NEW FUNDING OPPORTUNITY
The Multiunit Dwelling Electric Vehicle Charging Grant program will provide up to $1 million in grants to install electric vehicle charging solutions that provide accessible, affordable, and reliable home charging at multiunit housing.
Investments in Electric Vehicle Supply Equipment
Since 2014 the State of Vermont has invested over $3.5M in public EV charging stations in all 14 counties across the state including 41 fast charging stations and 89 Level 2 charging stations. Recent investments to bolster the EVSE network has positioned Vermont as #1 in the nation for the number of EV charging stations per capita, with 114 public charging stations per 100,000 people. Electric cars are spreading across the state and are now in 92% of Vermont communities. The State will continue investments in public charging stations as well as investments in home and workplace charging to ensure EV drivers have a reliable place to charge their vehicles. Visit our interactive map of State funded EVSE sites here.
Overview of EVSE Investments
The Department of Housing and Community Development (DHCD) started the Electric Vehicle Supply Equipment (EVSE) grant program in 2014 with funding from the Department of Environmental Conservation, investing $200,000 on 15 projects in designated downtowns and village centers. Since that time the number of registered EVs in Vermont has risen from 943 in July 2015 to 4,360 in January 2021 or a 362% increase, signaling the need for a more robust EVSE network in the state.
In 2017, Volkswagen’s settlement agreement provided Vermont $2.8 million in funding to expand its network of electric vehicle charging stations. The program is administered by the Vermont Department of Housing and Community Development in coordination with the Vermont Department of Environmental Conservation, the Agency of Transportation, the Public Service Department, and the Department of Health. Grant proceeds result from settlements to partially resolve Volkswagen’s violations of the Clean Air Act.
In 2019, the EVSE grant program received 141 applications in two grant rounds, requesting over $4M in funding. Thirty projects were awarded over $1M in funding to install seventy-five Level 2 and five DC fast charge stations located in state designated centers, highway corridors, public park and rides, major attractions and institutions, multi-family housing and workplaces.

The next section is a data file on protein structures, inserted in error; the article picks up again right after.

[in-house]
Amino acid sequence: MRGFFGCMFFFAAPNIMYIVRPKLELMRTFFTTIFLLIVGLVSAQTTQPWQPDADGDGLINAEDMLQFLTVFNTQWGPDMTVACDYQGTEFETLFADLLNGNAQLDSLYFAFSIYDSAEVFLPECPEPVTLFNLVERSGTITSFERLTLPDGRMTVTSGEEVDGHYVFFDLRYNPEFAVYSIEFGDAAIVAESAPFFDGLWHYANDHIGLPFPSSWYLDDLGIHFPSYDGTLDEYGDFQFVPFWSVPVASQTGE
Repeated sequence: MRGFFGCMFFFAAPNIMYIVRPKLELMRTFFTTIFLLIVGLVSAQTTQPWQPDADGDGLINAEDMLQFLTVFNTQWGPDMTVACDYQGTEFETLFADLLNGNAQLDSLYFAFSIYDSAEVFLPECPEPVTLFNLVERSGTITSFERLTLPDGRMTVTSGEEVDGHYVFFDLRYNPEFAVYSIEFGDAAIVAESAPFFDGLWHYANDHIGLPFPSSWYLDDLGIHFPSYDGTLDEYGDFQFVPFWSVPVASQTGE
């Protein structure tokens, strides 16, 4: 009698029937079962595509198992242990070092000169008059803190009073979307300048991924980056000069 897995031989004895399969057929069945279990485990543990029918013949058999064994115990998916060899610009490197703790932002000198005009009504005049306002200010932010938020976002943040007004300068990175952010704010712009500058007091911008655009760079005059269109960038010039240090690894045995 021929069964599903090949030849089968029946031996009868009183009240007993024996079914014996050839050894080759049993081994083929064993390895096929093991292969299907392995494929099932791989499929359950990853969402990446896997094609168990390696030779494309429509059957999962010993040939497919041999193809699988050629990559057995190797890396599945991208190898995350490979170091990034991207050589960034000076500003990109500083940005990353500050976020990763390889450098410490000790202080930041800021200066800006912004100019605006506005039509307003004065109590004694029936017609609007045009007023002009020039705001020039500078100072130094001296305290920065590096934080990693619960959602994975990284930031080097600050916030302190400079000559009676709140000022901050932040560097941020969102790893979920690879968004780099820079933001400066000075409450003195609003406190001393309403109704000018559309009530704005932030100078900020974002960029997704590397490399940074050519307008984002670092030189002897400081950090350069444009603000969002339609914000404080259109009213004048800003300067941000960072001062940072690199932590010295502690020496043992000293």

In 2020, $1.7 million in VW funding was awarded to Blink Charging to support the installation of DC fast charge stations and level 2 stations at 11 priority locations on highway corridors helping to fill out geographic gaps in the EVSE network in Enosburg, Fair Haven, Johnson, Ludlow, Newport, Randolph, Rutland, Springfield, South Hero, St Johnsbury, and Wilmington. Installation is planned for Spring/Summer 2022.
In 2020, the legislature appropriated $750,000 in funding to continue building out the network of DC fast charge stations for remaining gaps and redundancies in high use areas on highway corridors. In 2021, Norwich Technologies was selected through a competitive bid process to install stations at six priority locations in Alburgh, Bradford, Brighton, Hardwick, Vergennes and Waterbury. Installation is planned for Summer/Fall of 2022.
In 2021, the legislature approved $1,000,000 in funding to install chaging stations at multi-unit dwelling affordable housing units, bringing home charging to Vermonters in a more equitable, accessible and affordable way. The program is currently being designed with a planned launch in January 2022.
Drive Electric Vermont
Information on electric vehicle incentives and charging options is available at www.driveelectricvt.com.
EVSE-friendly Development Regulations for Municipalities:
To support the EVSE Grant Program, meeting-ready guidance is available for planners and planning commissioners to help prepare and update local regulations that welcome electric vehicle charging stations. The guidance provides an overview of the latest EV trends in Vermont and offers tips to update use, parking, sign, performance, and procedural standards that easily accommodate this new technology in local bylaws.